Ancient features of the MHC class II presentation pathway, and a model for the possible origin of MHC molecules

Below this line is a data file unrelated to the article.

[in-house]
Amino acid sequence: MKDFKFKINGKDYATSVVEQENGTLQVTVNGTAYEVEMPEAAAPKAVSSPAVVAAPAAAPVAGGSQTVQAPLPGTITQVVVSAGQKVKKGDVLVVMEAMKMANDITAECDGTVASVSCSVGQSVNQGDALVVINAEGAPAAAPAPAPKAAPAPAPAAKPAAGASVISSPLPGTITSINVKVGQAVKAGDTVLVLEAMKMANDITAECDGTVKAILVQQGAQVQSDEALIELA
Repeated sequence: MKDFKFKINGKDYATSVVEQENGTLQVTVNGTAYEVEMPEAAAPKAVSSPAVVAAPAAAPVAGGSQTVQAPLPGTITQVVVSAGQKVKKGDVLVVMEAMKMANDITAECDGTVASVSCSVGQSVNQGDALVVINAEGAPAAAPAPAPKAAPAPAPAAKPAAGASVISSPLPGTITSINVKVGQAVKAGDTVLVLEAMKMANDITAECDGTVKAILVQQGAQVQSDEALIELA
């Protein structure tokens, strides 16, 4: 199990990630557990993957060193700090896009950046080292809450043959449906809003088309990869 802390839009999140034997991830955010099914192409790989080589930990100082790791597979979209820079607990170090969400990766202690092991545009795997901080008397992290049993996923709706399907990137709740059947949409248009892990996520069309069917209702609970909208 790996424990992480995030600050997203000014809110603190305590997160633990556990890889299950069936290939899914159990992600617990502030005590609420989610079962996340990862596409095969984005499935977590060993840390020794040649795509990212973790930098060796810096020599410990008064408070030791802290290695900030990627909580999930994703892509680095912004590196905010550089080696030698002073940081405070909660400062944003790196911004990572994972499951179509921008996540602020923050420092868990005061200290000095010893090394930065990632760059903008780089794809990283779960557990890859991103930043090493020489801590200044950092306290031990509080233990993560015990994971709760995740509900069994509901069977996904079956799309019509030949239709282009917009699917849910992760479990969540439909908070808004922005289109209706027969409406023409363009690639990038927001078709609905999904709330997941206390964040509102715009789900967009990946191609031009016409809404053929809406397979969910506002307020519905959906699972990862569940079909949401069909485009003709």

Major histocompatibility complex (MHC) molecules are only found in jawed vertebrates and not in more primitive species. MHC class II type structures likely represent the ancestral structure of MHC molecules. Efficient MHC class II transport to endosomal compartments depends on association with a specialized chaperone, the MHC class II invariant chain (aliases Ii or CD74). The present study identifies conserved motifs in the CLIP region of CD74 molecules, used for binding in the MHC class II binding groove, throughout jawed vertebrates. Peculiarly, in CD74a molecules of Ostariophysi, a fish clade including for example Mexican tetra and zebrafish, the CLIP region has duplicated. In mammals, in endosomal compartments, the peptide-free form of classical MHC class II is stabilized by binding to nonclassical MHC class II “DM,” a process that participates in “peptide editing” (selection for high affinity peptides). Hitherto, DM-lineage genes had only been reported from the level of amphibians, but the present study reveals the existence of DMA and DMB genes in lungfish. This is the first study which details how classical and DM lineage molecules have distinguishing glycine-rich motifs in their transmembrane regions. In addition, based on extant MHC class II structures and functions, the present study proposes a model for early MHC evolution, in which, in an ancestral jawed vertebrate, the ancestral MHC molecule derived from a heavy-chain-only antibody type molecule that cycled between the cell surface and endosomal compartments.